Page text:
INTERNATIONAL football fanatic Mark O’Haire (@MarkOHaire) takes a look at the big South American qualifier between Brazil and Uruguay in the early hours of Saturday morning.
Brazil v Uruguay | Saturday 01.45
Brazil and Uruguay go head-to-head in a classic encounter steeped in history, with both eager to stay near the top of the standings.
Before that astonishing 7-1 thrashing against Germany in the 2014 World Cup, Brazil had only lost one World Cup game on home soil, and that came in the 1950 final against underdogs Uruguay.
Still unbeaten in home World Cup qualifiers, the Samba Boys have been run very close by La Celeste in their last three meetings. But this is the first time the two teams have locked horns in three years and Brazil are doing all they can to make it an uncomfortable visit for their guests.
The Selecao have taken this game to the country’s northeast with Recife’s Arena Pernambuco hosting the action, a city and location the Uruguayans complained about during the 2013 Confederations Cup; poor transport and training facilities were to blame.
Brazil even wanted to play the game in the searing afternoon heat but FIFA insisted on an evening kick-off. Clearly, those at the top of the Brazilian confederation are a touch nervous when it comes to taking on La Celeste.
Nevertheless, the Samba Boys arrive buoyed by victory over Peru in their last qualifier, coming into Matchday 5 of the arduous qualifying section in third having W2-D1-L1. Included in those four matches was a decent point in Argentina, a destination Brazil have won at only twice in 21 years.
However, there have been mumblings of discontent from Brazilian supporters. Head coach Dunga has employed an overly cautions, defensive and pragmatic approach during his reign, eager to avoid defeat against the big guns instead of gunning for the kill.
There’s a suggestion he may release at least one shackle in the early hours of Saturday, seeing as Luiz Gustavo and Fernandinho were the only two midfield destroyers called into camp and with Willian, Douglas Costa and Neymar making the XI, the Samba Boys should more comfortable on the front foot.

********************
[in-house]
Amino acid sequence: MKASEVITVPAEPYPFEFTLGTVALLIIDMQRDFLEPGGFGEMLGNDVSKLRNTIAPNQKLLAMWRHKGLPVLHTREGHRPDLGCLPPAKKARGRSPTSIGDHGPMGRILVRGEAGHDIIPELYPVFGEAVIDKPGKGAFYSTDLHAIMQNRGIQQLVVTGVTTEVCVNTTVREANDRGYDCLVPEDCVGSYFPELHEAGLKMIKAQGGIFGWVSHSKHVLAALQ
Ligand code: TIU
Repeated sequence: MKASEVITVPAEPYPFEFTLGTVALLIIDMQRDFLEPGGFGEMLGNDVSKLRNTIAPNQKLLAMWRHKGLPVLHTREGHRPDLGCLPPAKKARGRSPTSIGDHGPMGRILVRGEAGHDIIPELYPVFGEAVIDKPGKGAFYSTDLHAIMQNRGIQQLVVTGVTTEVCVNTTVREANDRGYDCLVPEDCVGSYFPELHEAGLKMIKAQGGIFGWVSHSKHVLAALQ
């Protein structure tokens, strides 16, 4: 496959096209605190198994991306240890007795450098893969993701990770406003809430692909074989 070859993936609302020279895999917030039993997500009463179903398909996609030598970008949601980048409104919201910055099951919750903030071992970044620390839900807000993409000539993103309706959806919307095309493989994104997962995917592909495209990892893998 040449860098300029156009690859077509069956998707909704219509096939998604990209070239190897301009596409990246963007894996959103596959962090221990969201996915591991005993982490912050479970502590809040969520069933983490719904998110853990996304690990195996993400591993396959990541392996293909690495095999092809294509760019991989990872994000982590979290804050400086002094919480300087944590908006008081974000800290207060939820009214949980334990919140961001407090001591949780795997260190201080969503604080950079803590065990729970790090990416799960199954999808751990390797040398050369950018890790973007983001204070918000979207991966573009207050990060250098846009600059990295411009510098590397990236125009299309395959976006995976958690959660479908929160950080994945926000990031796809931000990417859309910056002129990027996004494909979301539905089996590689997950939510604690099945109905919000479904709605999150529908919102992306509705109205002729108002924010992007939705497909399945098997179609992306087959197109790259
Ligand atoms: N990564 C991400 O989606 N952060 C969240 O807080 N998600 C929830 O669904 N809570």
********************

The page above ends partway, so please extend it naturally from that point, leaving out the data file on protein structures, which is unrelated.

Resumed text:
Neymar was suspended from the first two rounds and was nowhere near his best for his country in their last two outings. Dunga’s yet to find the right home for the Barcelona star with trials as a false nine proving fruitless. There’s hope the Selecao boss will see sense and deploy the skipper from the left, ala Barca.
Only Pele, Ronaldo, Romario and Zico have netted more often than Neymar in in the iconic gold jersey and his 46 goal-tally from 69 caps makes him Brazil’s most important player. He’s survived an injury scare this week and this could/should now be his stage to shine with Uruguay missing key personnel at the back.
La Celeste head north sitting two points above their hosts following a fine and resounding 3-0 success over continental champions Chile last time out. However, coach Oscar Tabarez has seen his defence depleted through injury and suspension.
Captain Diego Godin and centre-half partner Jose Maria Gimenez are crocked with right-back Maxi Pereira suspended. It means Uruguay are likely to field last minute call-up Mauricio Victorino alongside Sebastian Coates at centre-back in a patched up and inexperienced last line.
Uruguay relish their underdog role but with so many key defensive players absent, Tabarez is likely to sit his team in deep with Egidio Arevalo Rios and Alvaro Gonzalez providing the lung-bursting energy, physicality and protection to the heart of defence.
All isn’t lost, mind. All-time leading goalscorer Luis Suarez makes his return to the international game after 16 months out and although Uruguay coped surprisingly well without him in competitive matches – losing just once, 2-1 at altitude in Ecuador – the Barcelona hitman will give the visitors a useful out-ball.
The guests have never recorded a World Cup qualifying victory on Brazilian soil but they have come close. Conditions all seem to favour the Selecao but 8/15 (Coral) is no price to punt considering their predicament over the past 24 months.
Uruguay have only W3-D0-L6 in their nine away qualifiers since 2012 and the stats aren’t necessarily onside here but I just can’t ignore odds-against quotes (41/40 Bet365) on the travellers with a +1 goal start on the Asian Handicap.
With this selection, we’ll only lose money if Brazil win by two or more goals with our stake returned should the Samba Boys win by exactly one goal – a draw or unlikely away win delivers us profit.
Brazil v Uruguay – Uruguay +1 Asian Handicap (41/40 Bet365)
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